While many of our papers come from the UK, USA and Australia, we have also published the best articles from Uganda, China, Japan, Iran, Korea, India, Pakistan and Peru. We are and remain a global journal, associated with 10 international societies. The NICE guidelines have been well cited over the last 3 years [3] as have the papers in our Trials section and the ever‐popular Guideline of Guidelines [4]. We have managed to co‐publish a number of high‐quality Cochrane reviews including the only one with a maximum AMSTAR score of 11 out of 11 comparing laparoscopic, robotic and open radical prostatectomy [5].

In this issue of the BJUI , we have published the protocol and curriculum development of the SIMULATE study – the world’s first and only multi‐centre randomised controlled trial of surgical simulation. What started as a BAUS study, expanded worldwide and recruited 1400 cases to see if simulation made better surgeons and improved patient outcomes [6].

The BJUI also brought innovative design from the fashion industry into academic publishing through the Glass magazine. As a parting gift, I therefore thought it fitting to publish a photograph of the courtyard of King’s College London where the SIMULATE trial first started. It was taken on a sunny day on my iPhone with no one in sight because of the pandemic. We have seen the viral crisis as an opportunity to learn from other nations and published a critical review to guide urological care for our colleagues, residents and patients [7].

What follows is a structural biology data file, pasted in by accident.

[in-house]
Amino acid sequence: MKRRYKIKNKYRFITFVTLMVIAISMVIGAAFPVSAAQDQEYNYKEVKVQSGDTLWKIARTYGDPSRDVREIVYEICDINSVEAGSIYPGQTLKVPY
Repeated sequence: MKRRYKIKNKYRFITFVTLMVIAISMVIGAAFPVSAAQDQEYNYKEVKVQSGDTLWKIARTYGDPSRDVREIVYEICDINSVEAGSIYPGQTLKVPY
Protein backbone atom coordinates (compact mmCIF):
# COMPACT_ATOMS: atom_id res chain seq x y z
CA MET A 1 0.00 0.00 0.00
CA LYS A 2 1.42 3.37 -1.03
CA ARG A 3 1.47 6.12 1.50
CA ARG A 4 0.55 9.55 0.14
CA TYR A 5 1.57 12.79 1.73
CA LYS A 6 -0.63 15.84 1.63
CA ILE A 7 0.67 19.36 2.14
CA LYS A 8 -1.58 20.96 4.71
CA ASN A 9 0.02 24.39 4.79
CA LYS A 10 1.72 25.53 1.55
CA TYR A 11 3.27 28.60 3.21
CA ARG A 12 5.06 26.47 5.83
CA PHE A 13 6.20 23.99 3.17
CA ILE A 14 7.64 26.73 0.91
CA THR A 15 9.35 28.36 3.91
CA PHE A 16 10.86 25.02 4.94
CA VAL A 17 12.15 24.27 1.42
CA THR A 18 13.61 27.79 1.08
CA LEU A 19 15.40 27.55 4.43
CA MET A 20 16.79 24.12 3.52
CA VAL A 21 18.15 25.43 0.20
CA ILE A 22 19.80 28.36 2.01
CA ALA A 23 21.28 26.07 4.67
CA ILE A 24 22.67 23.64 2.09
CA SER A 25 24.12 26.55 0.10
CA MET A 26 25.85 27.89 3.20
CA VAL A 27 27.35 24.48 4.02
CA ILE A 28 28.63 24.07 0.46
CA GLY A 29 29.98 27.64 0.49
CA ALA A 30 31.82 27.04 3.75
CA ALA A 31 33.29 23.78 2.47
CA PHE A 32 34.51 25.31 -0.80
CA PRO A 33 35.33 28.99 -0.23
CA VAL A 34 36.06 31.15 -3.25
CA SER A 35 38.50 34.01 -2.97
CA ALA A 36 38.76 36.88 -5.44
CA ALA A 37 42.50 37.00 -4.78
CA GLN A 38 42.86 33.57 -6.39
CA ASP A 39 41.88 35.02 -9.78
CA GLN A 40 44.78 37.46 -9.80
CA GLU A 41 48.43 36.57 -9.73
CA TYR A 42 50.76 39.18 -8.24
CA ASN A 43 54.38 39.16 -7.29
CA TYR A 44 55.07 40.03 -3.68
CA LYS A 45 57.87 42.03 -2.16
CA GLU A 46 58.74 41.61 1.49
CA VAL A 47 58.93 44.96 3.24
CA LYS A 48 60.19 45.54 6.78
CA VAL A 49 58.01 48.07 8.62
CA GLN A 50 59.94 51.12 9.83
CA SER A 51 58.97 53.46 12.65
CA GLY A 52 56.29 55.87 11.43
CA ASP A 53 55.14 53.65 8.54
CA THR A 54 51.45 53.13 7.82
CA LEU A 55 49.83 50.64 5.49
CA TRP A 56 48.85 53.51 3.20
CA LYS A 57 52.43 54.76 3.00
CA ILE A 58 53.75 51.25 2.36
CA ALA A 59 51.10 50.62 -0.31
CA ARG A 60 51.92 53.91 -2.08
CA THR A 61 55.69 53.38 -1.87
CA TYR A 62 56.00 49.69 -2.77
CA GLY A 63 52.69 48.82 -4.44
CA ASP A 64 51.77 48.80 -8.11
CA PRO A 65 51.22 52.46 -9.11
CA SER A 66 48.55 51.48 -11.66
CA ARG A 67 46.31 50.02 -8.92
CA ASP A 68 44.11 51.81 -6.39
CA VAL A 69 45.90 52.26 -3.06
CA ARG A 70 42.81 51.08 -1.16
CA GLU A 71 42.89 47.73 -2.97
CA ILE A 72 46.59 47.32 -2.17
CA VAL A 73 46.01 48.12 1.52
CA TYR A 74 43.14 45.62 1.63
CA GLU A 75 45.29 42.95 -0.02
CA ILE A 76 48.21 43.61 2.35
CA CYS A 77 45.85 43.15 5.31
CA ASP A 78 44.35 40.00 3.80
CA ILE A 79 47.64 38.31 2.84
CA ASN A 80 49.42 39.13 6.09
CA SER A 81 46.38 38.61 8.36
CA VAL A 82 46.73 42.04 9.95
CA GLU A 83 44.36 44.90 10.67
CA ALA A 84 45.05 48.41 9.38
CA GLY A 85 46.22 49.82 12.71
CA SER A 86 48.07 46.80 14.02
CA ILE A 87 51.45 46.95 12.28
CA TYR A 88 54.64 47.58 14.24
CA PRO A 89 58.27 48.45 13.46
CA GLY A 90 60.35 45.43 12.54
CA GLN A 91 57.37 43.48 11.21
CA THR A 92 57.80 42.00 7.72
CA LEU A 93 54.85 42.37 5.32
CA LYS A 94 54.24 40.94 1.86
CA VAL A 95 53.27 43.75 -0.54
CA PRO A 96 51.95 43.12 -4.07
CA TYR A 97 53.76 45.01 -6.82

I take this opportunity to thank a loyal group of friends at the BJUI Editorial offices, our trustees, the Associate and Consulting Editors, our wider editorial team of authors and reviewers and our publisher Wiley. I am proud to hand over the BJUI to my friend Freddie Hamdy in the best state of academic health and creativity.

Professor Dasgupta at his desk in his first month as BJUI Editor‐in‐Chief.

References

  1. Veale D, Miles S, Bramley S et al. Am I normal? A systematic review and construction of nomograms for flaccid/erect penis length and circumference. BJU Int 2015; 115: 978– 86
  2. Chen J, Remulla D, Nguyen JH et al. Current status of artificial intelligence applications in urology and their potential to influence clinical practice. BJU Int 2019; 124: 567– 77
  3. Guidance NICE. – Prostate cancer: diagnosis and management. BJU Int 2019; 124: 9– 26
  4. Sussman RD, Syan R, Brucker B. Guideline of guidelines: urinary incontinence in women. BJU Int 2020; 125: 638– 55